Saturday, February 16, 2013

Letting kids fail in order to succeed

AT THE beginning of the school year last month, had an ongoing discussion on which tuition centres and programmes would give children a head start in the new school year. 

By Sandra Davie Senior Writer
As usual parents are focused on raising their children's grades, with the aim of getting them into the gifted programme or an integrated programme school.
What they don't think about enough, as Education Minister Heng Swee Keat pointed out on the first day of the school year, is how to stretch their children in the non-academic areas.
In particular, how to help their young ones build their character - to develop skills like perseverance, grit, optimism, conscientiousness and self-control, which emerging research shows do more to determine success than the Primary School Leaving Examination or O-level scores.
American journalist Paul Tough's new book, How Children Succeed: Grit, Curiosity and the Hidden Power of Character, presents the compelling findings of researchers which show that qualities that matter most to children's success may have to do with character as much as intelligence or talent. It also makes the argument that parents and schools can play a significant role in nurturing the character traits that foster success.
Among the research that Mr Tough goes into is the famous "marshmallow experiment" of the psychologist Walter Mischel, whose studies, starting in the late 1960s, found that children who mustered the self-control to resist eating a marshmallow right away in return for two marshmallows later on did better in school and were more successful in their adult life.
More recently, there are the studies done by American Angela Duckworth, a school teacher who went on to become a psychology professor.
In her years as a teacher, Professor Duckworth noticed what most of us already know: Students who persevered at a task did the best and those who didn't put in much effort didn't do very well.
She started out studying self-control and demonstrated that it has an effect on a student's grades. But she came to think that there was some other skill - not just self-control but having a passion for something and a determination to stick with it despite setbacks.
She termed it "grit" and went on to invent the "grit scale", a questionnaire that tests how likely a person will stick with projects. And she found that people who say they persevere with tasks are much more likely to succeed, even in tasks that involve a lot of what we think of as IQ.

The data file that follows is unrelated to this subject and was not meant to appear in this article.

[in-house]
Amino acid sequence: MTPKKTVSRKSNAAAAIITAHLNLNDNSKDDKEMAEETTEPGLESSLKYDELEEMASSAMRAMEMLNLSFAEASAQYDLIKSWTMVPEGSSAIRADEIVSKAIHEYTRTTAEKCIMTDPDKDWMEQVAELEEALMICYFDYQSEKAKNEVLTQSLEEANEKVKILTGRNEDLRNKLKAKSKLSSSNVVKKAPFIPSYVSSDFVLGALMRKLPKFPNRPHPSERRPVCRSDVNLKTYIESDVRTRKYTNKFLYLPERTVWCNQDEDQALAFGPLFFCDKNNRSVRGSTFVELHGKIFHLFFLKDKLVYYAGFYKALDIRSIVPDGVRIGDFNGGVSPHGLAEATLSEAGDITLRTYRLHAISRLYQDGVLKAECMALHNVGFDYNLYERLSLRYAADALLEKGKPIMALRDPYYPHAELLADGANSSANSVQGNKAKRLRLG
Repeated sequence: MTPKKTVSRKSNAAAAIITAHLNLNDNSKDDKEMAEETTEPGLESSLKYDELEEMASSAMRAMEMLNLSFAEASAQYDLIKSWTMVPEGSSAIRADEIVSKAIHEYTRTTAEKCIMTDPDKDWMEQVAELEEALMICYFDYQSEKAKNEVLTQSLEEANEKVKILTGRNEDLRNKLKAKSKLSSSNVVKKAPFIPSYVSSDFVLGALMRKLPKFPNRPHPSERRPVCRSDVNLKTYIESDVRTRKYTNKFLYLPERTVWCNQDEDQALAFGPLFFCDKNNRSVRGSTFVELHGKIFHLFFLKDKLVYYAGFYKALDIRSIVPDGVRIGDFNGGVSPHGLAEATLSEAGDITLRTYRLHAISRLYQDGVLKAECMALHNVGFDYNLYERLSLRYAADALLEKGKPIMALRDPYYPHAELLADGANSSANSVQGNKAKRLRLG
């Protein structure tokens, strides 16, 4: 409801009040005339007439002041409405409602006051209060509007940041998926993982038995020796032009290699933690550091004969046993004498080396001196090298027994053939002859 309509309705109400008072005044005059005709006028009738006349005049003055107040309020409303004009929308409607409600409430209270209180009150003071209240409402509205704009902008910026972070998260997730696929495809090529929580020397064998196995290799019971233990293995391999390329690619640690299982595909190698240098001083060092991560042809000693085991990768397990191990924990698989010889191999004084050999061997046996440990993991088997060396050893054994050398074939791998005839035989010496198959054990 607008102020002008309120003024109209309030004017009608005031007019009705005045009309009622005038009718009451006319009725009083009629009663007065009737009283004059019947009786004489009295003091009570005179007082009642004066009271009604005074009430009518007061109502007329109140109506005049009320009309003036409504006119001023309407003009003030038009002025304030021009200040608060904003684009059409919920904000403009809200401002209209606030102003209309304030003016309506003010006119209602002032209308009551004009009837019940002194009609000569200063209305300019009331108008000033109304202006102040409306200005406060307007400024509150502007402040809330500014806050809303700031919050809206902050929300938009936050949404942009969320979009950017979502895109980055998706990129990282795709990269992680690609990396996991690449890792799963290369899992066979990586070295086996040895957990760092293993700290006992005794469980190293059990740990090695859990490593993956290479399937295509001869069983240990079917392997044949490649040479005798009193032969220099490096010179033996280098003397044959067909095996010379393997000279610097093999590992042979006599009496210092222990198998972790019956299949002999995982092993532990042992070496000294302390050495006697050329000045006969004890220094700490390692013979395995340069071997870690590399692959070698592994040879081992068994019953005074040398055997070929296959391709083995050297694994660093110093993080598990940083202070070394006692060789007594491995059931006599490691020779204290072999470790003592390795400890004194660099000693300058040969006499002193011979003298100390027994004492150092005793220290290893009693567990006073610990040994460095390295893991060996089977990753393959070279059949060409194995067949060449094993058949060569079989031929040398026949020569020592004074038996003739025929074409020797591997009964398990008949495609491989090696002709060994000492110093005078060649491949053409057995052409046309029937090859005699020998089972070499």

She gave the test to students who were in the National Spelling Bee, and those with the highest grit scores were more likely to go on to the later rounds. She gave it to first-year students at the University of Pennsylvania and found that smarter students actually had less grit than their peers who scored lower on an intelligence test.
The "grittier" students attained higher grade point averages than the "smarter" students, which showed that those who are not as bright as their peers compensate by working harder. And their effort pays off.
She also gave the test to cadets at the military academy at West Point and it predicted who was going to survive the school's intense basic training programme known as "Beast Barracks".
All this research then raises the question: Can grit and determination be taught?
Mr Tough's book tracks alternative schools, education programmes and outreach projects that have tried to implement the lessons, as well as the successes and challenges they have experienced.
Some like teacher Elizabeth Spiegel's chess programme at a school in Brooklyn are designed to make youngsters take risks and if they fail, to learn how to manage them in a constructive way.
At the famous Knowledge Is Power Programme charter schools in New York City, which serve a mostly low-income student population, results have also been achieved among some young people simply by immersing them in a culture of character, making them aware of how certain character traits can lead to greater success and allowing their own ambition to take over from there.
But Mr Tough argues that parents too have an important role to play. They have to help their kids learn how to manage failure and adversity.
This means that parents actually have to allow their children to experience failure and adversity. Especially high-achieving youngsters from privileged homes, whose parents are concerned solely with keeping their children's grades up and minimise the challenges their children face in school.
But experiencing failure and adversity, researchers have found, is a critical part of building character. Psychologists like Mark Seery of the University at Buffalo, State University of New York, found that adults who had experienced little or no adversity growing up were actually less happy and confident than those who had faced a few significant setbacks and hurdles in childhood.
Overcoming those obstacles, the researchers say, "could teach effective coping skills, help engage social support networks, create a sense of mastery over past adversity, and foster belief in the ability to cope successfully in the future".
When parents shield their children from every possible adversity - when they call their teachers to get an extension on a project, when they encourage them to choose only those subjects they are good at - they are denying their children these character-building experiences.
As Mr Tough says paradoxically enough, giving our kids room to fail may be one of the best ways to help them succeed.